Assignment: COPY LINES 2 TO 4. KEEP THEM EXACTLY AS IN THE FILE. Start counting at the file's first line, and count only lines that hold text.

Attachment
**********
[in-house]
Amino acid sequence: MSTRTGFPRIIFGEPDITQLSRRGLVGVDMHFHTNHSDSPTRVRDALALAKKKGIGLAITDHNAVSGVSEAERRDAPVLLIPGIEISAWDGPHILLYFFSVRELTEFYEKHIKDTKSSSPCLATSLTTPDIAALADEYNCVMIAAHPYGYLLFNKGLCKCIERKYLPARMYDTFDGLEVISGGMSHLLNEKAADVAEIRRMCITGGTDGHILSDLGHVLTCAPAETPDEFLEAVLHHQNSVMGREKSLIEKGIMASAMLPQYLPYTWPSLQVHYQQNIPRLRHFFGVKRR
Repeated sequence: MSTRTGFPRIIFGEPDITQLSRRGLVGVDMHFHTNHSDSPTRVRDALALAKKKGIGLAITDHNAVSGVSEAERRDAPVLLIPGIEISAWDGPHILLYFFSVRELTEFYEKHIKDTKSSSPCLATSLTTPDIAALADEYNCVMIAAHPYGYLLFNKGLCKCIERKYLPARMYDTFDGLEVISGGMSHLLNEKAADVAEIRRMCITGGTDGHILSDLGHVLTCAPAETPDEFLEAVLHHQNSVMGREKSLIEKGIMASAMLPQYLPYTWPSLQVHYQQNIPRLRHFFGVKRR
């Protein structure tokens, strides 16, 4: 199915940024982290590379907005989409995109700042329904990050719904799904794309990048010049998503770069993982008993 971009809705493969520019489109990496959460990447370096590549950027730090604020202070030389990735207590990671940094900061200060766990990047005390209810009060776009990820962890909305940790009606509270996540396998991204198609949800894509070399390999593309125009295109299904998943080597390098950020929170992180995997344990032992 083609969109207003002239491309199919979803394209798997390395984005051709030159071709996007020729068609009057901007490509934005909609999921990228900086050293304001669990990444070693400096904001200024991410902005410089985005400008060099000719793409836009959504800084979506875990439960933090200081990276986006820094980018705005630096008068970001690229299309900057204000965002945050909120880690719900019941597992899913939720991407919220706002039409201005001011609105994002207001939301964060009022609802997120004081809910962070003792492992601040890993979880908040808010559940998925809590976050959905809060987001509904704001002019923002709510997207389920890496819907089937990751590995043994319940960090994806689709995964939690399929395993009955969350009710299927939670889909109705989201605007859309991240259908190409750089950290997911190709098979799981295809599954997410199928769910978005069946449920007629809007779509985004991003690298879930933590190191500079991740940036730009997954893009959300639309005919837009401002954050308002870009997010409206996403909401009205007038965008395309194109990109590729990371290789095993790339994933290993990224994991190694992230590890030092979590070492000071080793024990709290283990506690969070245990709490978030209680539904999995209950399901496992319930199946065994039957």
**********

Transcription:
Amino acid sequence: MSTRTGFPRIIFGEPDITQLSRRGLVGVDMHFHTNHSDSPTRVRDALALAKKKGIGLAITDHNAVSGVSEAERRDAPVLLIPGIEISAWDGPHILLYFFSVRELTEFYEKHIKDTKSSSPCLATSLTTPDIAALADEYNCVMIAAHPYGYLLFNKGLCKCIERKYLPARMYDTFDGLEVISGGMSHLLNEKAADVAEIRRMCITGGTDGHILSDLGHVLTCAPAETPDEFLEAVLHHQNSVMGREKSLIEKGIMASAMLPQYLPYTWPSLQVHYQQNIPRLRHFFGVKRR
Repeated sequence: MSTRTGFPRIIFGEPDITQLSRRGLVGVDMHFHTNHSDSPTRVRDALALAKKKGIGLAITDHNAVSGVSEAERRDAPVLLIPGIEISAWDGPHILLYFFSVRELTEFYEKHIKDTKSSSPCLATSLTTPDIAALADEYNCVMIAAHPYGYLLFNKGLCKCIERKYLPARMYDTFDGLEVISGGMSHLLNEKAADVAEIRRMCITGGTDGHILSDLGHVLTCAPAETPDEFLEAVLHHQNSVMGREKSLIEKGIMASAMLPQYLPYTWPSLQVHYQQNIPRLRHFFGVKRR
């Protein structure tokens, strides 16, 4: 199915940024982290590379907005989409995109700042329904990050719904799904794309990048010049998503770069993982008993 971009809705493969520019489109990496959460990447370096590549950027730090604020202070030389990735207590990671940094900061200060766990990047005390209810009060776009990820962890909305940790009606509270996540396998991204198609949800894509070399390999593309125009295109299904998943080597390098950020929170992180995997344990032992 083609969109207003002239491309199919979803394209798997390395984005051709030159071709996007020729068609009057901007490509934005909609999921990228900086050293304001669990990444070693400096904001200024991410902005410089985005400008060099000719793409836009959504800084979506875990439960933090200081990276986006820094980018705005630096008068970001690229299309900057204000965002945050909120880690719900019941597992899913939720991407919220706002039409201005001011609105994002207001939301964060009022609802997120004081809910962070003792492992601040890993979880908040808010559940998925809590976050959905809060987001509904704001002019923002709510997207389920890496819907089937990751590995043994319940960090994806689709995964939690399929395993009955969350009710299927939670889909109705989201605007859309991240259908190409750089950290997911190709098979799981295809599954997410199928769910978005069946449920007629809007779509985004991003690298879930933590190191500079991740940036730009997954893009959300639309005919837009401002954050308002870009997010409206996403909401009205007038965008395309194109990109590729990371290789095993790339994933290993990224994991190694992230590890030092979590070492000071080793024990709290283990506690969070245990709490978030209680539904999995209950399901496992319930199946065994039957």